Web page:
Arranged! New Board Game That Unmasks The Darkness Of Arranged Marriages
(3BL Media/Justmeans) – What’s the difference between an arranged and a forced marriage? Well, the difference is based on consent and coercion. In an arranged marriage, both the bride and the groom consent to have their marriage arranged (with varying degrees of choice about when and whom to wed). In a forced marriage, one or both of them is coerced into the marriage and there’s no free, informed consent. There’s a fine line between consent and coercion, as even when a marriage is labeled “arranged” and the bride and groom get the option to say no, they may face pressure from their families and society not to do so, or they might even be too young and inexperienced to make such a big decision. Now, a new board game that can be found on Kickstarter called Arranged! Allows players to confront the struggles of an arranged marriage.
The culture of arranged marriages is prevalent in South-Asian societies. Many girls are forced or emotionally blackmailed into marrying someone their family chooses for them. Their husband is usually chosen on the basis of his wealth and social status, or sometimes, even as a business deal. The woman’s role in these types of marriages is just as superficial. They have to present themselves as being the perfect bride at all times, which leads to using things such as skin whitening creams and diet pills. Most of these women cannot fight against the culture because they aren't educated enough to be able to provide for themselves.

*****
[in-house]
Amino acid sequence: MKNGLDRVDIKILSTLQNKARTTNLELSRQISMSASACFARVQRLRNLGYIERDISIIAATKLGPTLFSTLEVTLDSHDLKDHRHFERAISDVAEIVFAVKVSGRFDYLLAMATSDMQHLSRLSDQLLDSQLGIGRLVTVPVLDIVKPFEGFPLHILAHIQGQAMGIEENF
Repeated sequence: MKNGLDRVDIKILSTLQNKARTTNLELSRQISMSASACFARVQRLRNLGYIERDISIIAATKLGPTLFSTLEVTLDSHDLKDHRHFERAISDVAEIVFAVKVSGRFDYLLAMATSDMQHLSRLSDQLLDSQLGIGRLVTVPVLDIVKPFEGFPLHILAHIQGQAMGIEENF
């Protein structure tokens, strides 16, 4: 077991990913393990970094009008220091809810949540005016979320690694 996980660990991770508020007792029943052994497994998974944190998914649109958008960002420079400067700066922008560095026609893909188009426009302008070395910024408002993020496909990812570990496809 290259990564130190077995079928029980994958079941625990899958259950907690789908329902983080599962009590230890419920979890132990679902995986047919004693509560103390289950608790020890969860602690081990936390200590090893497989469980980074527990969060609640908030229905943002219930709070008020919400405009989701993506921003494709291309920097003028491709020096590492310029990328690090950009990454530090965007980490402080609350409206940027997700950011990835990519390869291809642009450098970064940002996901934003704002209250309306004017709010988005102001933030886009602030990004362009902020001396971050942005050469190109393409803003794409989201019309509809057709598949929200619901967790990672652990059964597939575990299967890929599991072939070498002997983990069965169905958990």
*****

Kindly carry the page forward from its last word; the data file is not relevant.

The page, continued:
Arranged! unmasks the darkness of this topic, and provides a platform for people to be able to discuss these issues by playing a game. Using her own experience and story, Pakistani designer, Nashra Balagamwala created Arranged!, a game that includes a matchmaker trying to get the teenage girls married off to any and every boy she can find while they try to run away from her and a loveless marriage.
The entire game will be printed and manufactured in Pakistan to support small businesses. If the project reaches $9,000 on Kickstarter, Balagamwala will donate a percentage of the proceeds towards educating girls in Pakistan, to help them escape an arranged marriage.
Balagamwala says, “I'm doing this for all the women out there in abusive and loveless marriages. For the women who were forced into marrying a man twice their age. Although a game cannot change the world, I am hopeful that by discussing the problems these societies face, they might start to realise how flawed these norms are and eventually work towards fixing it.”
Balagamwala studied at the Rhode Island School of Design. Since graduating last year, she has worked at Hasbro, which makes Monopoly and Jenga. There is hope that this game will empower women and help them avoid their own arranged marriages and give them the confidence to speak up.
The goal here is to spark a conversation around arranged marriages and for people from South Asian communities to start talking about this issue.
Photo Credit: Nashra Balagamwala